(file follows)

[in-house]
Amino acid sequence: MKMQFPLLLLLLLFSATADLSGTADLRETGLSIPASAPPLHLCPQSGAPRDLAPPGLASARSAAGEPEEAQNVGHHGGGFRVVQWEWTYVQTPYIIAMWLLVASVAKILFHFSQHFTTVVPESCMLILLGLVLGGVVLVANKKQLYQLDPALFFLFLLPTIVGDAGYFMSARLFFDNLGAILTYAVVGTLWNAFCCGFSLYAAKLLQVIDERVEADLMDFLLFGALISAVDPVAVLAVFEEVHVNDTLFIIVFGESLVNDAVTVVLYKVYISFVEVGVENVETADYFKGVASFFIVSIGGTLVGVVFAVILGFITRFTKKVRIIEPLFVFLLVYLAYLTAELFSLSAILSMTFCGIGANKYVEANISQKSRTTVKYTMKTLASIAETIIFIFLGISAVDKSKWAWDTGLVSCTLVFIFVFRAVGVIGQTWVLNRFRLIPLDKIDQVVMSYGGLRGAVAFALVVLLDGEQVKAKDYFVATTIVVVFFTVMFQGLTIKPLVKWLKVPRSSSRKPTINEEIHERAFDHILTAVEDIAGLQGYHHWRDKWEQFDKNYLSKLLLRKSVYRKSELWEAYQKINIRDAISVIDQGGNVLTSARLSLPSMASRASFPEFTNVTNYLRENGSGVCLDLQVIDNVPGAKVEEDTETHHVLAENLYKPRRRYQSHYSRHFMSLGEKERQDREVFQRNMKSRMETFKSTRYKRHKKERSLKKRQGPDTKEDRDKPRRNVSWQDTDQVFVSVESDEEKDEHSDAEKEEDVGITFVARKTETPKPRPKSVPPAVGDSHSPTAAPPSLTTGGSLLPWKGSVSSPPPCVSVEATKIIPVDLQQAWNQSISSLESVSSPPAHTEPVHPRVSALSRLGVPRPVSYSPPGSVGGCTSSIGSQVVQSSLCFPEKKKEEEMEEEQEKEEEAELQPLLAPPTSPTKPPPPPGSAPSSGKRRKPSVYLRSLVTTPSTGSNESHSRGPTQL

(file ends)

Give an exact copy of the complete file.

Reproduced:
[in-house]
Amino acid sequence: MKMQFPLLLLLLLFSATADLSGTADLRETGLSIPASAPPLHLCPQSGAPRDLAPPGLASARSAAGEPEEAQNVGHHGGGFRVVQWEWTYVQTPYIIAMWLLVASVAKILFHFSQHFTTVVPESCMLILLGLVLGGVVLVANKKQLYQLDPALFFLFLLPTIVGDAGYFMSARLFFDNLGAILTYAVVGTLWNAFCCGFSLYAAKLLQVIDERVEADLMDFLLFGALISAVDPVAVLAVFEEVHVNDTLFIIVFGESLVNDAVTVVLYKVYISFVEVGVENVETADYFKGVASFFIVSIGGTLVGVVFAVILGFITRFTKKVRIIEPLFVFLLVYLAYLTAELFSLSAILSMTFCGIGANKYVEANISQKSRTTVKYTMKTLASIAETIIFIFLGISAVDKSKWAWDTGLVSCTLVFIFVFRAVGVIGQTWVLNRFRLIPLDKIDQVVMSYGGLRGAVAFALVVLLDGEQVKAKDYFVATTIVVVFFTVMFQGLTIKPLVKWLKVPRSSSRKPTINEEIHERAFDHILTAVEDIAGLQGYHHWRDKWEQFDKNYLSKLLLRKSVYRKSELWEAYQKINIRDAISVIDQGGNVLTSARLSLPSMASRASFPEFTNVTNYLRENGSGVCLDLQVIDNVPGAKVEEDTETHHVLAENLYKPRRRYQSHYSRHFMSLGEKERQDREVFQRNMKSRMETFKSTRYKRHKKERSLKKRQGPDTKEDRDKPRRNVSWQDTDQVFVSVESDEEKDEHSDAEKEEDVGITFVARKTETPKPRPKSVPPAVGDSHSPTAAPPSLTTGGSLLPWKGSVSSPPPCVSVEATKIIPVDLQQAWNQSISSLESVSSPPAHTEPVHPRVSALSRLGVPRPVSYSPPGSVGGCTSSIGSQVVQSSLCFPEKKKEEEMEEEQEKEEEAELQPLLAPPTSPTKPPPPPGSAPSSGKRRKPSVYLRSLVTTPSTGSNESHSRGPTQL